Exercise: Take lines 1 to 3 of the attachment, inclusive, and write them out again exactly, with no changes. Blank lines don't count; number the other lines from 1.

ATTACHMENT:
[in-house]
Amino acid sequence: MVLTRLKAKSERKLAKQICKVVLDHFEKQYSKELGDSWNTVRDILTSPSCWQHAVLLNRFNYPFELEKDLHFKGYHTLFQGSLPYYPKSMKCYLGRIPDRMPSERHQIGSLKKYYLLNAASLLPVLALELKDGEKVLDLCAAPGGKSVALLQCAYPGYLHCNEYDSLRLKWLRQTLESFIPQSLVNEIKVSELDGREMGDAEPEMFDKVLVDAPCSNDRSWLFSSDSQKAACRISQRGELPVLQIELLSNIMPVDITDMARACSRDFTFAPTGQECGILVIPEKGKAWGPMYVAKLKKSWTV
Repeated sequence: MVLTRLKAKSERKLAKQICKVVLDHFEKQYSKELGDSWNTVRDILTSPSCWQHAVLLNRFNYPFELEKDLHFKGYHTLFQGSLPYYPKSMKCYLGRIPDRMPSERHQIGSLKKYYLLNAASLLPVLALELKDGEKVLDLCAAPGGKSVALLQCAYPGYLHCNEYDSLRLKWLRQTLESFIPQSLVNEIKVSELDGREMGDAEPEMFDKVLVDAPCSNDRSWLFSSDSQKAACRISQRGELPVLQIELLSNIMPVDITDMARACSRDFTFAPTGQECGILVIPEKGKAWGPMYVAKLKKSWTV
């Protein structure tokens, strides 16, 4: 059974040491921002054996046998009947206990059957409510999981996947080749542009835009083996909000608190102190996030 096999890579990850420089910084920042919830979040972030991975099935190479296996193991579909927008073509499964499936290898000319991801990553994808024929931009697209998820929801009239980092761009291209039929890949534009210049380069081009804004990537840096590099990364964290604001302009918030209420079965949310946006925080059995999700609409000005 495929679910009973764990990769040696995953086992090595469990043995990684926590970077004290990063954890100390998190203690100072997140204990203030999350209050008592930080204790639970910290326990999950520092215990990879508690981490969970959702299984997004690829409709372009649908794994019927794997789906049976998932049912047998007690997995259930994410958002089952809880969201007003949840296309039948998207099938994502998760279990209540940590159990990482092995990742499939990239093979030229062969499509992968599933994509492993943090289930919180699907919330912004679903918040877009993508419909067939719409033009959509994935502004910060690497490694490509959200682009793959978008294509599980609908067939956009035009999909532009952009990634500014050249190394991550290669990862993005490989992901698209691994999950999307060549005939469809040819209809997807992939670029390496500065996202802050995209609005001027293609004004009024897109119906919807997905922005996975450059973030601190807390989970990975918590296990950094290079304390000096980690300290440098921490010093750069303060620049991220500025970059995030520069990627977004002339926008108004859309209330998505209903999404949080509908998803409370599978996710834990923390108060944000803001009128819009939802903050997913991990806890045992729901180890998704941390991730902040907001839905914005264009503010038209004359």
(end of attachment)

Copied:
[in-house]
Amino acid sequence: MVLTRLKAKSERKLAKQICKVVLDHFEKQYSKELGDSWNTVRDILTSPSCWQHAVLLNRFNYPFELEKDLHFKGYHTLFQGSLPYYPKSMKCYLGRIPDRMPSERHQIGSLKKYYLLNAASLLPVLALELKDGEKVLDLCAAPGGKSVALLQCAYPGYLHCNEYDSLRLKWLRQTLESFIPQSLVNEIKVSELDGREMGDAEPEMFDKVLVDAPCSNDRSWLFSSDSQKAACRISQRGELPVLQIELLSNIMPVDITDMARACSRDFTFAPTGQECGILVIPEKGKAWGPMYVAKLKKSWTV
Repeated sequence: MVLTRLKAKSERKLAKQICKVVLDHFEKQYSKELGDSWNTVRDILTSPSCWQHAVLLNRFNYPFELEKDLHFKGYHTLFQGSLPYYPKSMKCYLGRIPDRMPSERHQIGSLKKYYLLNAASLLPVLALELKDGEKVLDLCAAPGGKSVALLQCAYPGYLHCNEYDSLRLKWLRQTLESFIPQSLVNEIKVSELDGREMGDAEPEMFDKVLVDAPCSNDRSWLFSSDSQKAACRISQRGELPVLQIELLSNIMPVDITDMARACSRDFTFAPTGQECGILVIPEKGKAWGPMYVAKLKKSWTV